As consumers have lost their jobs and struggled to make ends meet during the COVID-19 pandemic, many have turned to payday loans and other short-term solutions, with offers increasing in line. This has not only allowed predatory lenders to thrive as many borrowers continue to face exorbitant interest rates and hidden fees, but it has also created a fertile environment for scammers, according to new investigative research. from the Better Business Bureau (BBB).
Payday loan laws are managed from state to state among the 32 states in which they are available, and a complex web of regulations makes the impact of the industry in the United States and Canada difficult to understand. follow. The BBB study finds a common thread, however, with the triple-digit interest rates that many of these loans carry – camouflaged by interest compounded weekly or monthly, rather than annually, as well as significant rollover fees.
From 2019 to July 2022, BBBs received nearly 3,000 customer complaints about payday loan companies, with a disputed dollar amount of nearly $3 million. In addition, over 117,000 complaints have been filed against debt collection companies at BBB. Complainants often said they felt ill-informed about the terms of their loans.
Many have fallen into what consumer advocates call a “debt trap” of racking up interest and fees that can force customers to pay double the amount originally borrowed. A St. Louis, Missouri woman recently told BBB that over the course of her $300 loan, she paid over $1,200 and still owed an additional $1,500.
The scammers haven’t missed an opportunity to take advantage of consumers either, with BBB Scam Tracker receiving over 7,000 reports of loan and debt collection scams representing around $4.1 million in losses.
Posing as payday loan companies and debt collectors, scammers use stolen information to trick consumers into handing over banking information and cash. In one case, BBB discovered that hackers had stolen and released detailed personal and financial data for more than 200,000 consumers. News reports indicate that this is not an isolated incident.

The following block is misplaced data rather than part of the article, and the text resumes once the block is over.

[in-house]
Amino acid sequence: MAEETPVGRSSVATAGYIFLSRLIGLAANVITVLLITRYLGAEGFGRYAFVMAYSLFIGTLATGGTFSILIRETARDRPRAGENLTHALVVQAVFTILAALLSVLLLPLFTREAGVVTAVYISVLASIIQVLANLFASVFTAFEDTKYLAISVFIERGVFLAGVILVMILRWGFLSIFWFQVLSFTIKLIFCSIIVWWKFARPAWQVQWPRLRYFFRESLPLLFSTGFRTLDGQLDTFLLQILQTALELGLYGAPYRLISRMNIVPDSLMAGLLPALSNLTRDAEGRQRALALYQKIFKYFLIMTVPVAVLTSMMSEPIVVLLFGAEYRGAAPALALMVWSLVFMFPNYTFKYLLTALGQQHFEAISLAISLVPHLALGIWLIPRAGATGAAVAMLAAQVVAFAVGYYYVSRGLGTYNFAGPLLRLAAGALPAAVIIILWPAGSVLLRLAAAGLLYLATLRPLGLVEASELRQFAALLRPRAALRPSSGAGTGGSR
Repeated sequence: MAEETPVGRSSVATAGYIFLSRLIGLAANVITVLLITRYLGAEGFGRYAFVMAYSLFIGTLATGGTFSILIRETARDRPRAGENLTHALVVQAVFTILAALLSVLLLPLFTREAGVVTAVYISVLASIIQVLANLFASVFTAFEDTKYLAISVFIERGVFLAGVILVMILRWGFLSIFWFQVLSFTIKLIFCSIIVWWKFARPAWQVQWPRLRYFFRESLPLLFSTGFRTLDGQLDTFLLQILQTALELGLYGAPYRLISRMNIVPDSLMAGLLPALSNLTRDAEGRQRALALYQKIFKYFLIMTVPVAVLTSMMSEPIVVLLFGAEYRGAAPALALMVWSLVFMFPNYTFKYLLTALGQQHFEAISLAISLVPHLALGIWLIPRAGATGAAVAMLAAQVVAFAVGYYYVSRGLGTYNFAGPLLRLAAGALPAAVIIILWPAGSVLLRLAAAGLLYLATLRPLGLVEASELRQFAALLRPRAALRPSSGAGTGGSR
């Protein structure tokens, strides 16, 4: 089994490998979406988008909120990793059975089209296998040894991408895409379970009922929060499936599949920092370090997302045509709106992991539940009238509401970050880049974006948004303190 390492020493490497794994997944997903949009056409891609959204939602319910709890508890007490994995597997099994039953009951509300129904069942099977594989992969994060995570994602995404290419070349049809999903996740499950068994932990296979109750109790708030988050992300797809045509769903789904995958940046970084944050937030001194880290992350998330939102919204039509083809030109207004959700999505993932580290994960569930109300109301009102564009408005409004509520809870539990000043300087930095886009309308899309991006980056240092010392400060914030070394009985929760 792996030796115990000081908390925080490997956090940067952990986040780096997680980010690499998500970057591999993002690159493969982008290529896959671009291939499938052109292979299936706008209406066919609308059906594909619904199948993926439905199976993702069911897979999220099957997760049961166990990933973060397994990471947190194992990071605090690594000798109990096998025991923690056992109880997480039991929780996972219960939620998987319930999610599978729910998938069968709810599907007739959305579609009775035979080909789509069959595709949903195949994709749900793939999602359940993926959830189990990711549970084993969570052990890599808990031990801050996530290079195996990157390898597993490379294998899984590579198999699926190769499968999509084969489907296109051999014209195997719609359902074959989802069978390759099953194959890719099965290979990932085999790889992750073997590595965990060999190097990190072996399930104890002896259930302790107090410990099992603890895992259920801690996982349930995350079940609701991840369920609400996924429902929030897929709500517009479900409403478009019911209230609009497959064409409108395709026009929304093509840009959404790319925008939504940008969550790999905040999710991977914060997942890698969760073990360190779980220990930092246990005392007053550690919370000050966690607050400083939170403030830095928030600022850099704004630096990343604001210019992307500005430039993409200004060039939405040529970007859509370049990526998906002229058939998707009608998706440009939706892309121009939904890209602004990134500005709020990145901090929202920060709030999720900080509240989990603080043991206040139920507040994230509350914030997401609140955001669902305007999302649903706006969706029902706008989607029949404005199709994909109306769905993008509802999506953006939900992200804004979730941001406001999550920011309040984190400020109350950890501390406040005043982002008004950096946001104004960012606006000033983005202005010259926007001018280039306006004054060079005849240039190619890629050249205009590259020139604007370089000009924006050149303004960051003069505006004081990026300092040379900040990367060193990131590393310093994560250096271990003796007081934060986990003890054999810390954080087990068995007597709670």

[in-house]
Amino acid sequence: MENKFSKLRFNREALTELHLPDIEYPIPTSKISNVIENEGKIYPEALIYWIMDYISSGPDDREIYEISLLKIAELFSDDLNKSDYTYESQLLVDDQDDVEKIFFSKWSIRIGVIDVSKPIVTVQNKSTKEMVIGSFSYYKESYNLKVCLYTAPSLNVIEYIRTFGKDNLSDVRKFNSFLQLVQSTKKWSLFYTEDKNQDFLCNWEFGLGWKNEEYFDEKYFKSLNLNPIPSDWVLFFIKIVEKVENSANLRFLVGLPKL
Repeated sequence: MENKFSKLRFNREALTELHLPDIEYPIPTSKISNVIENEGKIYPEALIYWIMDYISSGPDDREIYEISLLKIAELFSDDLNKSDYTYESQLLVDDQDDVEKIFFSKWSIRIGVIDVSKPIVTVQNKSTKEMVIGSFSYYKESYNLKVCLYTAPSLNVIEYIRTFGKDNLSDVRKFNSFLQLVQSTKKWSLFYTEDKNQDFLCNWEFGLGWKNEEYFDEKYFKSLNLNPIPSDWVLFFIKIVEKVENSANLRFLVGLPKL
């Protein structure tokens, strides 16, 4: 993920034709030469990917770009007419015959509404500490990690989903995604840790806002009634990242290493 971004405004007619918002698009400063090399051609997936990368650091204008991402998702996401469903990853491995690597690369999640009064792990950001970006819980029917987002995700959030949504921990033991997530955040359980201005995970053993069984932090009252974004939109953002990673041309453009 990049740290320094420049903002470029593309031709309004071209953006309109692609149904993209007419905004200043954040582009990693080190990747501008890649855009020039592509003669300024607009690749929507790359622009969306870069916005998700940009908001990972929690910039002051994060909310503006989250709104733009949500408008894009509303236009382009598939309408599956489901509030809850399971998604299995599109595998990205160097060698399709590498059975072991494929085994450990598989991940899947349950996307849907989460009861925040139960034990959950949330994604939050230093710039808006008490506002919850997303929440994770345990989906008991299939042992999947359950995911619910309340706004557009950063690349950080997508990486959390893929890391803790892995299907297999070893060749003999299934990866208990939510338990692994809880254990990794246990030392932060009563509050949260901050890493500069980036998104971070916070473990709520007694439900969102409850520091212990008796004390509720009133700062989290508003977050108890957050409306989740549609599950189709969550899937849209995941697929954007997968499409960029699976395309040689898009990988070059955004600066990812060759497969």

A woman from Fond Du Lac, Wisconsin said she recently received a phone call from a supposed debt collector stating that legal action was pending against her over overdue payday loan debt. . Fearing legal trouble, she eventually sent the scammer $500 and her credit card information. Over the course of several months, her card was topped up until she canceled it.
Regulators at the federal level have passed tougher laws to combat predatory lending, but those regulations have been rolled back in recent years, leaving states to set their own rules on interest rate caps and other aspects of lending. on salary. More than a dozen states introduced legislation last year to regulate payday loans, but the landscape of legally operating payday lenders remains inconsistent across states.
Currently, payday loans are not allowed in 18 states, including Georgia, according to Pew Charitable Trust. Additionally, the Military Loans Act sets a rate of 36% on certain military payday loans.
Payday loans are permitted in Tennessee and lenders must be licensed. The state has a payday loan limit of $500 and a maximum loan term of 31 days. Consumers usually present a post-dated check, and if the check does not clear when deposited, the lender may charge 15% of the amount of the check. This does not represent the annual percentage rate (APR), which could reach 460%.
One of the most important rules for Tennessee payday lenders is that they must provide each customer with a clear, written explanation of the fees charged along with the date the post-dated check will be deposited. Additionally, borrowers cannot have more than two checks outstanding with a lender at any one time and the value of those checks cannot exceed the $500 maximum.
When it comes to fraudulent behavior, law enforcement is limited in what they can do to prosecute payday loan scams and it’s easy for scammers to appear quickly and disappear just as quickly after obtained personal information and/or funds from consumers who were deceived by their schemes. . Some legal payday lenders have attempted to prevent scams by educating consumers about the ways in which they will or will not contact borrowers.
The BBB study advises consumers to thoroughly research all of their borrowing options — as well as the terms of a payday loan — before signing anything for a short-term loan. Check that a payday lender is properly licensed in Tennessee before entering into a deal and verify companies with BBB at bbb.org.
You can report a payday loan scam or file a complaint with your BBB and state and federal regulators at:
* Federal Trade Commission (FTC): ReportFraud.ftc.gov
* Tennessee Attorney General’s Office: tn.gov/attorneygeneral
*Georgia Attorney General’s Office: consumer.georgia.gov
If you have an overdue payment on a payday loan, the Consumer Financial Protection Bureau may have resources to help you establish a payment plan.
Michele Mason is president of the Better Business Bureau in Chattanooga.